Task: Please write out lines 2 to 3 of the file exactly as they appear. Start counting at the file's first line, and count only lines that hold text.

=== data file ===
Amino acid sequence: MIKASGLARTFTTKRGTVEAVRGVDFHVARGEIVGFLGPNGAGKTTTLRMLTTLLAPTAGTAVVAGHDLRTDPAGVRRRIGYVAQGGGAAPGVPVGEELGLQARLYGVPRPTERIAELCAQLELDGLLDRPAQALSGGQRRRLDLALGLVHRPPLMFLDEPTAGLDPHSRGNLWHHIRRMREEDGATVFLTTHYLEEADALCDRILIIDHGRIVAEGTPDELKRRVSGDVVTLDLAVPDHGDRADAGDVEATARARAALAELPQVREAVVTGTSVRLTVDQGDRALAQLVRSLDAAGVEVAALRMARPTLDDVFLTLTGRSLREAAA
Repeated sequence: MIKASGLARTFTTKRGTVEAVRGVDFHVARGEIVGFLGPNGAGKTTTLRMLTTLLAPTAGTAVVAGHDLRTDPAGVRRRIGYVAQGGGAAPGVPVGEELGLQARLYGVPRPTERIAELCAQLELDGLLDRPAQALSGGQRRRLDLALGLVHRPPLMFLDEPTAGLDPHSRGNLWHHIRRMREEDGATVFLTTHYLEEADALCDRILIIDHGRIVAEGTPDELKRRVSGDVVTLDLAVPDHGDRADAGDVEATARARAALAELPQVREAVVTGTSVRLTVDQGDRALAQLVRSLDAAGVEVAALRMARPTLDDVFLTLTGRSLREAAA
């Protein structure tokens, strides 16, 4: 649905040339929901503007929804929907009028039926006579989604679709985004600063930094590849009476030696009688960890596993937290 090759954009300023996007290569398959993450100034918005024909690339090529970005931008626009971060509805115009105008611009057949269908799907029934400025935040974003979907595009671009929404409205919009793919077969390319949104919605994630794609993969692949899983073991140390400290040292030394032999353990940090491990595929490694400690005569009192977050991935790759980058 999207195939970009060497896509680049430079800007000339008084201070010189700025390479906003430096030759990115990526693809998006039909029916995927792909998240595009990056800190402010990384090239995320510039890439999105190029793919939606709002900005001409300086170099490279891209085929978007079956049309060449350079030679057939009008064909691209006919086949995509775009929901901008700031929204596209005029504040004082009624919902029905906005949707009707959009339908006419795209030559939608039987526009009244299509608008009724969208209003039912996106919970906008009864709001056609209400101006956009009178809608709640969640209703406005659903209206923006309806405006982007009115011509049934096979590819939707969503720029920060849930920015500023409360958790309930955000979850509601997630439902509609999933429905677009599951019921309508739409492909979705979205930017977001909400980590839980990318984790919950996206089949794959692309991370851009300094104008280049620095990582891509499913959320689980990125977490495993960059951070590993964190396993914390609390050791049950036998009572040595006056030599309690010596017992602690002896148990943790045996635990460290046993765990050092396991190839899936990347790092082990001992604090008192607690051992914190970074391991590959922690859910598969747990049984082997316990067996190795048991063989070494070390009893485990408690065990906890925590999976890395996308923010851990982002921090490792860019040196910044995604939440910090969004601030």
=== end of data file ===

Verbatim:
Repeated sequence: MIKASGLARTFTTKRGTVEAVRGVDFHVARGEIVGFLGPNGAGKTTTLRMLTTLLAPTAGTAVVAGHDLRTDPAGVRRRIGYVAQGGGAAPGVPVGEELGLQARLYGVPRPTERIAELCAQLELDGLLDRPAQALSGGQRRRLDLALGLVHRPPLMFLDEPTAGLDPHSRGNLWHHIRRMREEDGATVFLTTHYLEEADALCDRILIIDHGRIVAEGTPDELKRRVSGDVVTLDLAVPDHGDRADAGDVEATARARAALAELPQVREAVVTGTSVRLTVDQGDRALAQLVRSLDAAGVEVAALRMARPTLDDVFLTLTGRSLREAAA
């Protein structure tokens, strides 16, 4: 649905040339929901503007929804929907009028039926006579989604679709985004600063930094590849009476030696009688960890596993937290 090759954009300023996007290569398959993450100034918005024909690339090529970005931008626009971060509805115009105008611009057949269908799907029934400025935040974003979907595009671009929404409205919009793919077969390319949104919605994630794609993969692949899983073991140390400290040292030394032999353990940090491990595929490694400690005569009192977050991935790759980058 999207195939970009060497896509680049430079800007000339008084201070010189700025390479906003430096030759990115990526693809998006039909029916995927792909998240595009990056800190402010990384090239995320510039890439999105190029793919939606709002900005001409300086170099490279891209085929978007079956049309060449350079030679057939009008064909691209006919086949995509775009929901901008700031929204596209005029504040004082009624919902029905906005949707009707959009339908006419795209030559939608039987526009009244299509608008009724969208209003039912996106919970906008009864709001056609209400101006956009009178809608709640969640209703406005659903209206923006309806405006982007009115011509049934096979590819939707969503720029920060849930920015500023409360958790309930955000979850509601997630439902509609999933429905677009599951019921309508739409492909979705979205930017977001909400980590839980990318984790919950996206089949794959692309991370851009300094104008280049620095990582891509499913959320689980990125977490495993960059951070590993964190396993914390609390050791049950036998009572040595006056030599309690010596017992602690002896148990943790045996635990460290046993765990050092396991190839899936990347790092082990001992604090008192607690051992914190970074391991590959922690859910598969747990049984082997316990067996190795048991063989070494070390009893485990408690065990906890925590999976890395996308923010851990982002921090490792860019040196910044995604939440910090969004601030």